It is with a certain humility that those at the Regional Plan Association embark on a fourth Regional Plan for the New York, Connecticut and New Jersey metropolitan area. The first plan for the region was drawn up from the top down in 1929, and it served as a framework for Robert Moses to build a network of roads and bridges.
The second plan came in the 1960s and tried to engage the public much more; RPA presented research and data, and essentially said to the citizenry "what do you think?" recalls executive director Thomas Wright. But it was challenging to get residents to take it all in and offer opinions.
The third plan, published in 1996 under the title, "A Region at Risk," included hand-drawn future development scenarios and polled residents' satisfaction with their quality of life in the tri-state region compared with other parts of the country. Still, it seemed, something was missing.
As the RPA embarks on its fourth Regional Plan, it is determined to use social media and technology for better civic engagement in planning the future of the region. But the question remains: is there really an app for that?
Planners have for many years used scenario planning software in "visioning" exercises to facilitate better citizen engagement in long-range planning for cities and regions. Notable examples include the tools developed for these "visioning" exercises by Fregonese Associates for Envision Utah and MetroQuest in the Chicago 2040 planning process. Typically the programs take different inputs such as density, mixed-use development, and transportation nodes, together with population estimates, and show different outcomes. It's all very visual, with three-dimensional animations making it easier to peek into the future.
The use of scenario planning and visioning tools will surely only increase in the future. Kevin DeSouza, director of the Metropolitan Institute at Virginia Tech, wrote at Planetizen recently that new technologies provide participatory platforms for residents to share ideas, interact with each other, and come up with collaborative solutions. Scenario planning is legislatively required in greenhouse gas emissions reduction planning in Oregon and California, and as part of US Department of Housing and Urban Development sustainability grants as well.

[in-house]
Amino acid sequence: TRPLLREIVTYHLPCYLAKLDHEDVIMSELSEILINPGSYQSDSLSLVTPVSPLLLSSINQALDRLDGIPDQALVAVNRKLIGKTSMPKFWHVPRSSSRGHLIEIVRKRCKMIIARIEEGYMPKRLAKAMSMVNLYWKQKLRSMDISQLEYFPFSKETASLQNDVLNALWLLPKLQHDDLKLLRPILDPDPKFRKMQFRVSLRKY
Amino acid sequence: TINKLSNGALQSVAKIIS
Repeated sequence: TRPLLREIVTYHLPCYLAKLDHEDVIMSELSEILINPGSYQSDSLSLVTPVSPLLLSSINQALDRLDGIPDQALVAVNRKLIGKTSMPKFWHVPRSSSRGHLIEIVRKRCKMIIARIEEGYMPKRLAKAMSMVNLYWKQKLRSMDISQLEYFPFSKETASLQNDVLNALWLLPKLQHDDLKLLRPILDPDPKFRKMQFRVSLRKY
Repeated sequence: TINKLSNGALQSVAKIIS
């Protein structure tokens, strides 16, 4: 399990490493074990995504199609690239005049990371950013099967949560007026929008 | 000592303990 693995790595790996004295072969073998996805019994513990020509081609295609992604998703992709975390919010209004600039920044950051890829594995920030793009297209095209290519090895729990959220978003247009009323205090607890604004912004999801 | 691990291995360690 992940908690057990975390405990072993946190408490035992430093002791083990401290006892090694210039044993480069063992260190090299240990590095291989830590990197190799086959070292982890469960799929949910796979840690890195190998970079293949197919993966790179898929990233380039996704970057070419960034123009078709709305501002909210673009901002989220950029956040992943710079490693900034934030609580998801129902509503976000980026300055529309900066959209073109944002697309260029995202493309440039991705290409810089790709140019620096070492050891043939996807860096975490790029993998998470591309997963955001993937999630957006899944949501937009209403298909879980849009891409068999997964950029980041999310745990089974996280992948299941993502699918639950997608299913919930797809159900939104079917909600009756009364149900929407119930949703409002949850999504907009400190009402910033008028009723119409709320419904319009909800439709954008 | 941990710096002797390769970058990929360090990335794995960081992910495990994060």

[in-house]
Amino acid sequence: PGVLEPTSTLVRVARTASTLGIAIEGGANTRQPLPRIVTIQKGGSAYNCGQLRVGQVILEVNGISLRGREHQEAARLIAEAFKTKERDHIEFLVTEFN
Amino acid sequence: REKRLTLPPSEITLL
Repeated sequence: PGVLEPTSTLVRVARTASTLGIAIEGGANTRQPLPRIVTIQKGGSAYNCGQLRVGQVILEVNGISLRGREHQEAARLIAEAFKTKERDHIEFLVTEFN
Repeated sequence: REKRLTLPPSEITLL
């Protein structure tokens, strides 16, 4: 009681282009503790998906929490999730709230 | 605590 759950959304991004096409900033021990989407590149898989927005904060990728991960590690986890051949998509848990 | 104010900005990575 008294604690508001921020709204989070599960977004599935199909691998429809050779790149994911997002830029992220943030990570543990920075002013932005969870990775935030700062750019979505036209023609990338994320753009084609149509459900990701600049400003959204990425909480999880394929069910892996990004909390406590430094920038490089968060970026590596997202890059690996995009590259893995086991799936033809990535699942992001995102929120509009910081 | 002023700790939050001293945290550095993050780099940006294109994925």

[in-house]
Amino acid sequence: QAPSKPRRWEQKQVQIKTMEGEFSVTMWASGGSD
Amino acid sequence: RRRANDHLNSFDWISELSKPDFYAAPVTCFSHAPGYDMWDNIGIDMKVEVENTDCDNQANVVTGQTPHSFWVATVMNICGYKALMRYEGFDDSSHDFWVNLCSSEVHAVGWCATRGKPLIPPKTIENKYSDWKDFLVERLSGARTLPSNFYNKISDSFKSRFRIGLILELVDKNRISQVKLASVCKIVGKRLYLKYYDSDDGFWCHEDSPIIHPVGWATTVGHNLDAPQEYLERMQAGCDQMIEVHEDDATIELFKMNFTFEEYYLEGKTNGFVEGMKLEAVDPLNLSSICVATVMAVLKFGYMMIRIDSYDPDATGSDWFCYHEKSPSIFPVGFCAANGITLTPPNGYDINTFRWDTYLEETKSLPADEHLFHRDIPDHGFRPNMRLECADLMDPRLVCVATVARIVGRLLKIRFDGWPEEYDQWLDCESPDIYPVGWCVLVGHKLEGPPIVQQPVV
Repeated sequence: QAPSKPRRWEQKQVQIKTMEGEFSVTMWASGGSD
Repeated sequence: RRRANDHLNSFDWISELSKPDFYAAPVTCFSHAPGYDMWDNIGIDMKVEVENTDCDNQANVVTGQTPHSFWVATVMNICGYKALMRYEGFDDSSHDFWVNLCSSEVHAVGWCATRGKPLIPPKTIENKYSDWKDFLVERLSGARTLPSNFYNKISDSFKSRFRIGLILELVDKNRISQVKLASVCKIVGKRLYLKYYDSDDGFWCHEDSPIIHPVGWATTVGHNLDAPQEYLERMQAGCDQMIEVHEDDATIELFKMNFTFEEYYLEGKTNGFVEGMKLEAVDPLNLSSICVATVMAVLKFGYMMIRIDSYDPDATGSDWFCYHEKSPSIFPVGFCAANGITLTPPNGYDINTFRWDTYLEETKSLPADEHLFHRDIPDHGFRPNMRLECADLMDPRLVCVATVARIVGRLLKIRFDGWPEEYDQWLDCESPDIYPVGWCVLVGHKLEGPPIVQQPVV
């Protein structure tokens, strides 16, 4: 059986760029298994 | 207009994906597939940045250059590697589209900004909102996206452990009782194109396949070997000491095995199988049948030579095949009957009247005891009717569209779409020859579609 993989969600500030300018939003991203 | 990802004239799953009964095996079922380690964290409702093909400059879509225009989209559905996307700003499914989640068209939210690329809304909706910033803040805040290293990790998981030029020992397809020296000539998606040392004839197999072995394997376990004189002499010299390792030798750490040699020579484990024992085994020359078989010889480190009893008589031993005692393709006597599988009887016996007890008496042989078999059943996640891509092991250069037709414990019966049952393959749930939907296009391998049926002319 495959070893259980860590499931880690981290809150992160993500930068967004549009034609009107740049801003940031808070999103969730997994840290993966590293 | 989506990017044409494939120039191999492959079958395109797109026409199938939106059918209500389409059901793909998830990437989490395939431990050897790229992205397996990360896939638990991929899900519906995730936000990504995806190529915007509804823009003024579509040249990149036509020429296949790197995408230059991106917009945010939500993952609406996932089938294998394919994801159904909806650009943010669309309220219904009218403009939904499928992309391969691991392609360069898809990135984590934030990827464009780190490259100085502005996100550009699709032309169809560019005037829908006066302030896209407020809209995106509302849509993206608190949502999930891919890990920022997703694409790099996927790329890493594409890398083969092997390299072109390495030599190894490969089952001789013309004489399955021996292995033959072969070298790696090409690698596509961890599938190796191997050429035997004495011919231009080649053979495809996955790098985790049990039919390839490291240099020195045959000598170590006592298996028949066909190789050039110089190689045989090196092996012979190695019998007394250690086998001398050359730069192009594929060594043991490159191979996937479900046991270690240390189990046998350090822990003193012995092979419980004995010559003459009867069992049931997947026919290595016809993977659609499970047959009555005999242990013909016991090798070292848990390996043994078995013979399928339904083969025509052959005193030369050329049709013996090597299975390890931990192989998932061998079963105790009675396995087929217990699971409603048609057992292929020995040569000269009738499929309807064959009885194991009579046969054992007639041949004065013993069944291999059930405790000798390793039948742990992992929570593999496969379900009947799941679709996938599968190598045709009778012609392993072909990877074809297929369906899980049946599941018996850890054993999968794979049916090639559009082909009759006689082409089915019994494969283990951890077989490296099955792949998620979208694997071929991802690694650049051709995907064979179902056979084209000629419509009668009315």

But planners everywhere are faced with a daunting task in the face of a dizzying array of visioning tools, and it's not easy to figure out which ones to use, or how to use them most effectively. To address this need, a team convened by the Lincoln Institute of Land Policy and the Sonoran Institute has been working on a way to make these tools more openly accessible on a common clearinghouse website, and open-source as well, to take advantage of ideas and innovations in technology going forward. The thinking was that by better packaging critical information about these tools, planners could make informed decisions about which tools to use and how to use them – a kind of Consumer Reports model for scenario planning software.
The result is Opening Access to Scenario Planning Tools, a report released April 13th at the American Planning Association's National Planning Conference in Los Angeles, and an online initiative, based in beta version, at the website www.ScenarioPlanningTools.org.